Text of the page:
• Caching data that client doesn’t use wastes disk space and disk I/O
  • Flexible format, allows adding any number of fields
    • Per-field caching decisions: “no”, “temporary”, “permanent”
  • Cached fields never change (IMAP guarantees)
    • Data is added without locking -> duplicate data is possible
  • Once in a while the file is recreated -> deleted and unwanted records are dropped
  • Lock waits are bad
    • Higher user visible latency
    • Timeout failures during high load
  • Dovecot v0.99 used traditional read/write index locks
    • Locking timeout problems
    • Redesigned v1.0 to do lockless reads
lockless reads rename
Lockless reads: rename()
  • For:
    • Small files
    • Rarely changing files
    • If a large part of the file changes
  • Writer
    • Lock
    • If file has changed, read+update internal state
    • Write the updated data to temp file
    • rename() over the original file
    • Unlock
  • Reader
    • Just read the file.


Temp file



lockless reads appends
Lockless reads: Appends
  • For append-only files with “size” header in each written record
  • Writer
    • Lock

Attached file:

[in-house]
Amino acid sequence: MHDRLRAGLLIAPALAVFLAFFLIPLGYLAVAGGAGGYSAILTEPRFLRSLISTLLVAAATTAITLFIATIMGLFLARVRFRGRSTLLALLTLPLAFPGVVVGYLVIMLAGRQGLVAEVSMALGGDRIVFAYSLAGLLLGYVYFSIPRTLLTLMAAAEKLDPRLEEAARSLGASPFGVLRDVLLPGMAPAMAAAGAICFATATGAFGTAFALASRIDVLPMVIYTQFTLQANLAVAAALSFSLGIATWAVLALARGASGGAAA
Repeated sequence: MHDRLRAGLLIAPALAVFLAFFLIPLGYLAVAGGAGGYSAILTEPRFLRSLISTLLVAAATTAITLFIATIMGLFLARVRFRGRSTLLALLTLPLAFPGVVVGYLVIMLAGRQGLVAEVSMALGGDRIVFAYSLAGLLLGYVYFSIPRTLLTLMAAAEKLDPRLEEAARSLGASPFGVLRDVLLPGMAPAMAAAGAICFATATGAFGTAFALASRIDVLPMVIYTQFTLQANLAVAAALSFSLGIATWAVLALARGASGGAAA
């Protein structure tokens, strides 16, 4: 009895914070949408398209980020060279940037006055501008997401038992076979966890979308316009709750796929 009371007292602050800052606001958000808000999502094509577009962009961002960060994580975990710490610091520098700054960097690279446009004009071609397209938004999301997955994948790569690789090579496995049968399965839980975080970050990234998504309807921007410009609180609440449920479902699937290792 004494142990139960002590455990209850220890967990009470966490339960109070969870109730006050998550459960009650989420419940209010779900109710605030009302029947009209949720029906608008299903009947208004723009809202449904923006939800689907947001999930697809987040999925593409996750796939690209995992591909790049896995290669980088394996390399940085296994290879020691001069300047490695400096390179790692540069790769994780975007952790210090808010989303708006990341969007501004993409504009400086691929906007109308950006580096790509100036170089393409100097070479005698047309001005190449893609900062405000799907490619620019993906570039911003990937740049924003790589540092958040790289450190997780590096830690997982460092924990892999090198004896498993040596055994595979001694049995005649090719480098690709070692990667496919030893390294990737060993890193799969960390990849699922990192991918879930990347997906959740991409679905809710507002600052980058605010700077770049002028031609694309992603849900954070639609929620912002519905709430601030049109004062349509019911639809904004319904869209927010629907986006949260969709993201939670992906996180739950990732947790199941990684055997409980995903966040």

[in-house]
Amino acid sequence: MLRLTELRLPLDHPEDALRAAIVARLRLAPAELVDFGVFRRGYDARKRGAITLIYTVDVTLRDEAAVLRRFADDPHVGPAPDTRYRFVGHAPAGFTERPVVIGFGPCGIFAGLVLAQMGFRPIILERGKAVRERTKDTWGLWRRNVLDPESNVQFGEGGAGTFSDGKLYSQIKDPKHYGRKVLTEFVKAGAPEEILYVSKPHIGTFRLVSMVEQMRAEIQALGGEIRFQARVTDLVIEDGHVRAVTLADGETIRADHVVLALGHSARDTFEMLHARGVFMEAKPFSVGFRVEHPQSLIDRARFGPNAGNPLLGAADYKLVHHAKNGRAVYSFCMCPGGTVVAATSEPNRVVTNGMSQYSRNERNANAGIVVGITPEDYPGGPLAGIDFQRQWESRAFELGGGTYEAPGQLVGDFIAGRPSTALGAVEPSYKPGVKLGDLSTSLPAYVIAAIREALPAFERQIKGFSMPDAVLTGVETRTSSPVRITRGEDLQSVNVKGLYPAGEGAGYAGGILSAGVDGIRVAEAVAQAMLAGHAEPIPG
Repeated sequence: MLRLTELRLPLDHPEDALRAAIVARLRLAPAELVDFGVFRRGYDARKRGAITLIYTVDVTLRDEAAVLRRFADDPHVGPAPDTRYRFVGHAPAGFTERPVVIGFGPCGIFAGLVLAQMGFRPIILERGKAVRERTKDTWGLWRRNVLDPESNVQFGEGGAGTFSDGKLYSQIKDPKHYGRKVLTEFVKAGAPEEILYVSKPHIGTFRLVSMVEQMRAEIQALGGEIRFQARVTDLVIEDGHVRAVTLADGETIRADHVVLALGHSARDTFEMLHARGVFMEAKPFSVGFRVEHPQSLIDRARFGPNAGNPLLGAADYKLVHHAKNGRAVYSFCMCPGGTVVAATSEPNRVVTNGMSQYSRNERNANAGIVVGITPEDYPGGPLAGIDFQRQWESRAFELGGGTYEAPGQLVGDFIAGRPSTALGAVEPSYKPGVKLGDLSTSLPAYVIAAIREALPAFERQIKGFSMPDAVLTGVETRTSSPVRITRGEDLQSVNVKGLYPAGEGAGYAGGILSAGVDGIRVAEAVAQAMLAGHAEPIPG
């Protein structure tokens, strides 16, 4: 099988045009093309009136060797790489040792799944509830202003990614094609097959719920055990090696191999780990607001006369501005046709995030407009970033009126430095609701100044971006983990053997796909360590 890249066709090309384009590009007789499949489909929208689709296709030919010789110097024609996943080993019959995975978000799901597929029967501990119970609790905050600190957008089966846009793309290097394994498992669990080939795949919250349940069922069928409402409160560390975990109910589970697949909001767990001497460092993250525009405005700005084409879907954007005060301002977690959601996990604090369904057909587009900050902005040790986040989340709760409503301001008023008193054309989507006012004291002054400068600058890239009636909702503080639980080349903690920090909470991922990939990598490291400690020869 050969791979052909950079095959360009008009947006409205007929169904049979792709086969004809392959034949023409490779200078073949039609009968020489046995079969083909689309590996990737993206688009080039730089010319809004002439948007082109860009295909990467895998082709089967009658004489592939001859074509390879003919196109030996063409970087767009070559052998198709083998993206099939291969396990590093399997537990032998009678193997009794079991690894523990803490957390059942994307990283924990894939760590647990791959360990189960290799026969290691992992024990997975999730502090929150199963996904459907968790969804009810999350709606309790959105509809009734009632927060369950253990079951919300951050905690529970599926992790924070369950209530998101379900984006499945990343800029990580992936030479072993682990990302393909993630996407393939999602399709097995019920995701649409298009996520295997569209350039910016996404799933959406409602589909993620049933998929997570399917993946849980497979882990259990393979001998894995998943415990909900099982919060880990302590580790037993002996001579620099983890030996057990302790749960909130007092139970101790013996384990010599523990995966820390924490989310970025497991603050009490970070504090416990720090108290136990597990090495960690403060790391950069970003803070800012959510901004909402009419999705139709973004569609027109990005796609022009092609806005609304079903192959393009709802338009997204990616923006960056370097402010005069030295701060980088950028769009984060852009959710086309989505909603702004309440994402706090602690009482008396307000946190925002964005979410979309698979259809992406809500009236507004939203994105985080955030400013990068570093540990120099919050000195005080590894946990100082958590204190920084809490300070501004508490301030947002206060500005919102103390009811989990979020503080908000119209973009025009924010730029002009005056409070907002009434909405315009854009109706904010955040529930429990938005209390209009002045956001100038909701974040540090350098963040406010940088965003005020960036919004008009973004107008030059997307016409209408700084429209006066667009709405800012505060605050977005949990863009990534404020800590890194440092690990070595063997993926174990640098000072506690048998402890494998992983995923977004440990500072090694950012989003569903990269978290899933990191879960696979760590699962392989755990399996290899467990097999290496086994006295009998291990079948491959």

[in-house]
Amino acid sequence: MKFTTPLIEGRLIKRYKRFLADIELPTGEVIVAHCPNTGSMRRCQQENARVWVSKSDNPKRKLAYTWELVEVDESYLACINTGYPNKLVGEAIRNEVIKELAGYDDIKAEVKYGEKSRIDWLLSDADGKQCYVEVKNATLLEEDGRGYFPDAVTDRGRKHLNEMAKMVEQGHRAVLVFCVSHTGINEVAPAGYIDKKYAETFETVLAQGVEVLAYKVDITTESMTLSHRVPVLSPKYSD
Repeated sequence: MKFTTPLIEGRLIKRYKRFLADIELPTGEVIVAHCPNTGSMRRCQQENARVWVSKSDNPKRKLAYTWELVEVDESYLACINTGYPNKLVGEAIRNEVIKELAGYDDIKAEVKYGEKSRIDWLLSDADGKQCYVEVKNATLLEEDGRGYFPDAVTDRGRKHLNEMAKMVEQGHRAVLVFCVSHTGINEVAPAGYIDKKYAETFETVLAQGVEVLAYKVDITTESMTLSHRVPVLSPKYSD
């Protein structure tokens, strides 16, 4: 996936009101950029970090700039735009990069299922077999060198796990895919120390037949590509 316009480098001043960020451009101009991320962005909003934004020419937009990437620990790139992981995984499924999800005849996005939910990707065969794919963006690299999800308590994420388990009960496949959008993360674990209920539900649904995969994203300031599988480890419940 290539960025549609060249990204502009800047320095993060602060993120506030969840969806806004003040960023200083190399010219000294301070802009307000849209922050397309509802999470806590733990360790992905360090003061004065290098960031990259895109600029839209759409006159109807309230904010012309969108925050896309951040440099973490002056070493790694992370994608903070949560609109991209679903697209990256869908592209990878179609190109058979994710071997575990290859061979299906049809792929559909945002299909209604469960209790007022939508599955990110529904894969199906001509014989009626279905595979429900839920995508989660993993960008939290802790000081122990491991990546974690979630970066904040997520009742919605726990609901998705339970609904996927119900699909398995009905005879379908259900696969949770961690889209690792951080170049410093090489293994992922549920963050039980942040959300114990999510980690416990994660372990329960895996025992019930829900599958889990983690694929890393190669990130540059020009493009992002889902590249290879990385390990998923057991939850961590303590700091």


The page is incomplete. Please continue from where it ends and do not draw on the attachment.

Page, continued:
• Write data with size=0
    • Write size with each byte’s

highest bit set to 1

    • Unlock
  • Reader
    • Read one record at a time
    • Stop when seeing a size that isn’t fully written



lockless writes in future
Lockless writes in future?
  • open(path, O_APPEND) usually provides atomic writes
    • Except with NFS
    • write() may also return less bytes than intended? (signal, out of space)
    • read() during a write may see incomplete data?
single dbox
  • One file per message (u.<IMAP UID>)
  • Files have immutable metadata section
    • GUID, POP3 UIDL, received date, etc.
  • Advantages over Maildir:
    • Filenames don’t change
    • No IMAP UID <-> filename mapping required
  • Flags stored only in Dovecot index files
    • Automatically creates dovecot.index.backup once in a while
    • When fixing corruption, tries very hard to preserve flags based on (corrupted) index and backup files
multi dbox
  • Multiple messages in a single file (m.<id>)
    • File format same as with single-dbox
  • Multiple files in a single mailbox
    • Files are about 2 MB (configurable)
      • Larger files -> less fragmentation, but deletion slower
      • Preallocation
    • Can be rotated every n days (for incremental backups)
    • Delayed (ioniced) nightly deletions (“doveadm purge”)
  • Crash or power loss can’t corrupt or lose data
  • Tries very hard to preserve as much data as possible in case of (filesystem) corruption.
    • Saves a backup of the original broken file
  • Realistic IMAP benchmarks are difficult to do
  • Depends on clients and user behavior
  • Reading 10k messages via IMAP
benchmarks nfs ops
Benchmarks: # NFS ops
  • Reading 10k messages via IMAP
  • Above: uncached, below: cached
benchmarks nfs ops1
Benchmarks: # NFS ops